• Recent studies indicate that approximately 3% of the population has this disorder.
schizotypal cont21
Schizotypal (cont.)
  • Clinical Picture
    • Clients aloof and isolated
    • Behave in a bland and apathetic manner
schizotypal cont22
Schizotypal (cont.)
  • Clinical Picture (cont.)
    • Everyday world manifests
      • Magical thinking
      • Ideas of reference
      • Illusions
      • Depersonalization
schizotypal cont23
Schizotypal (cont.)
  • Clinical Picture (cont.)
    • Exhibits bizarre speech pattern
    • When under stress, may decompensate and demonstrate psychotic symptoms
    • Demonstrates bland, inappropriate affect
schizotypal cont24
Schizotypal (cont.)
  • Etiological Implications
    • Possible hereditary factor
    • Possible physiological influence, such as anatomic deficits or neurochemical dysfunctions within certain areas of the brain
schizotypal cont25
Schizotypal (cont.)
  • Etiological Implications (cont.)
    • Early family dynamics characterized by:
      • Indifference
      • Impassivity
      • Formality
      • Pattern of discomfort with personal affection and closeness
types of personality disorders26
Types of Personality Disorders
  • Antisocial
    • Definition
      • A pattern of
        • Socially irresponsible
        • Exploitative
        • Guiltless behavior

that reflects a disregard for the rights of others.

  • Clinical Picture
    • Fails to sustain consistent employment
    • Exploits and manipulates others for personal gain
    • Has a general disregard for the law
antisocial cont
Antisocial (cont.)
  • Definition
    • Prevalence estimates in the United States range from 3% in men to less than 1% in women.
types of personality disorders29
Types of Personality Disorders
  • Borderline
    • Definition
      • Characterized by a pattern of intense and chaotic relationships with affective instability
      • Clients have fluctuating and extreme attitudes regarding other people
      • Clients highly impulsive
  • Definition (cont.)
    • Most common form of personality disorder
    • Emotionally unstable
    • Lacks a clear sense of identity
  • Definition (cont.)
    • Personality is
      • Excitable
      • Emotional
      • Colorful
      • Dramatic
      • Extroverted in behavior
histrionic cont
Histrionic (cont.)
  • Definition (cont.)
    • Prevalence thought to be about 2% to 3%
    • More common in women than men
histrionic cont33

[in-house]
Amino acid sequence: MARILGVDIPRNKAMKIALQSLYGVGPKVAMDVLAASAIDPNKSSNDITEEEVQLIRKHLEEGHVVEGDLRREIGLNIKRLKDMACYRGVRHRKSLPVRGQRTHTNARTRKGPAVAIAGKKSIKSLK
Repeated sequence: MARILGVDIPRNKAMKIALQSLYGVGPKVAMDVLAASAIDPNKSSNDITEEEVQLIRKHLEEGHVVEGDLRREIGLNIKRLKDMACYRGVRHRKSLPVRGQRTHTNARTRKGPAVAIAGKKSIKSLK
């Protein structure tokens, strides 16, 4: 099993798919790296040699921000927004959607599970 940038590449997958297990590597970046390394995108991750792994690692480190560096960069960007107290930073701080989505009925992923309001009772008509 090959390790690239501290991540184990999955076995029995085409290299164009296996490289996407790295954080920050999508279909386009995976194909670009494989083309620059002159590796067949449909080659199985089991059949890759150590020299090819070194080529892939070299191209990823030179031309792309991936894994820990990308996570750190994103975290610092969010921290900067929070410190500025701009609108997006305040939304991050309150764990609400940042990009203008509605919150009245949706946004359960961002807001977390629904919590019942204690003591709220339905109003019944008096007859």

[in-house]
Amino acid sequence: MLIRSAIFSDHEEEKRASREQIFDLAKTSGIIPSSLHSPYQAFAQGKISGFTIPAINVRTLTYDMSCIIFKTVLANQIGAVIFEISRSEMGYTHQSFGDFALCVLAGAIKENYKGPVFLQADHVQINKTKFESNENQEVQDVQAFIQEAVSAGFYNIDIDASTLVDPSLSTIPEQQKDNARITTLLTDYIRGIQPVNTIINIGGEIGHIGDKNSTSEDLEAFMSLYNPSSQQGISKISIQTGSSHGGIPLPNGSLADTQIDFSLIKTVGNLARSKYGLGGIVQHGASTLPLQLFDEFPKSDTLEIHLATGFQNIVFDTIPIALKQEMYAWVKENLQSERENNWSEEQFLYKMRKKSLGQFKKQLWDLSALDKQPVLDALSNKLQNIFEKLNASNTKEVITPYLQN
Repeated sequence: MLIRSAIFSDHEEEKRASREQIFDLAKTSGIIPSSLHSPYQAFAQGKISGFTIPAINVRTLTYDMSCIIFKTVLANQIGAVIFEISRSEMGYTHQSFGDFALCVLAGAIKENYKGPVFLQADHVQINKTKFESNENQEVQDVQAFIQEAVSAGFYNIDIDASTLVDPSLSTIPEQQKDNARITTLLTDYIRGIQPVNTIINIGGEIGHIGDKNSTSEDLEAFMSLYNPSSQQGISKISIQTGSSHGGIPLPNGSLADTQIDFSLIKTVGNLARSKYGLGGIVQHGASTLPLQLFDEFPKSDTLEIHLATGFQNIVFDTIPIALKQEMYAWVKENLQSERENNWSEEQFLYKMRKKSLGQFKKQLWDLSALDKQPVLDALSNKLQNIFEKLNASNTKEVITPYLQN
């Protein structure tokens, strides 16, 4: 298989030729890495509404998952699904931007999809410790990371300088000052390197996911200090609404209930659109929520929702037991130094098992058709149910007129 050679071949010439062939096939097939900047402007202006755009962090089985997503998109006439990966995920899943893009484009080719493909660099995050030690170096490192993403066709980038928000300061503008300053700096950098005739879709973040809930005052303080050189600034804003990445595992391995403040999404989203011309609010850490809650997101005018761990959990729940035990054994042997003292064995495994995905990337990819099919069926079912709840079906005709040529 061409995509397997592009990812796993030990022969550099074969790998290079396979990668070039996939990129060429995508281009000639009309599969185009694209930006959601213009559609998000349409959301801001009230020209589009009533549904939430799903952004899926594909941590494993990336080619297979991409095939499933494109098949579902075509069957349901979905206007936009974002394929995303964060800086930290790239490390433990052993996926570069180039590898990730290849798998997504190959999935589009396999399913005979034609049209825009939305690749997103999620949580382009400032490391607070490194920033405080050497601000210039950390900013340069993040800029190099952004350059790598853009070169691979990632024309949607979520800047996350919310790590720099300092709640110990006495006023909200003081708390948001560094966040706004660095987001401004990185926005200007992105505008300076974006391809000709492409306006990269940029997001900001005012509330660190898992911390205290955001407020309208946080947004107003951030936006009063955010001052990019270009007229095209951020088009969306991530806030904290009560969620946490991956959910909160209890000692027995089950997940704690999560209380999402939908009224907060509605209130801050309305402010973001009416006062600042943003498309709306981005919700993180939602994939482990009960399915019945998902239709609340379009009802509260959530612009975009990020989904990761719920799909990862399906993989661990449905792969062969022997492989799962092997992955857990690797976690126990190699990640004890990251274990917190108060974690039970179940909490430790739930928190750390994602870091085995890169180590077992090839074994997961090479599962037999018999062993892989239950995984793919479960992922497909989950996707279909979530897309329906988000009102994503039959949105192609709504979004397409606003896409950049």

Histrionic (cont.)
  • Clinical picture
    • Affected clients are
      • Self-dramatizing
      • Attention-seeking
      • Overly gregarious
      • Seductive
      • Manipulative
      • Exhibitionistic
histrionic cont34
Histrionic (cont.)
  • Clinical picture (cont.)
    • Affected clients (cont.)
      • Are highly distractible
      • Have difficulty paying attention to detail
      • Are easily influenced by others
      • Have difficulty forming

close relationships

histrionic cont35
Histrionic (cont.)
  • Etiological Implications
    • Possible link to the dopaminergic neurotransmitter system
    • Possible hereditary factor
    • Learned behavior patterns
  • Definition
    • Characterized by an exaggerated sense of self-worth
    • Lacks empathy
    • Believes has inalienable right to receive special consideration
narcissistic cont
Narcissistic (cont.)
  • Definition
    • Prevalence of the disorder from 2% to 16% in the clinical population
    • Less than 1% in the general population is narcissistic
    • Disorder more common in men than women
narcissistic cont38
Narcissistic (cont.)
  • Clinical Picture
    • Client overly self-centered
    • Exploits others in an effort to fulfill own desires
    • Mood, which is often grounded in grandiosity, is usually optimistic
    • Client relaxed, cheerful,and care-free
narcissistic cont39
Narcissistic (cont.)
  • Clinical picture (cont.)
    • Mood can easily change because of fragile self-esteem if client does not
      • Meet self-expectations
      • Receive positive feedback expected from others
    • Responds to negative feedback from others with rage, shame, and humiliation
narcissistic cont40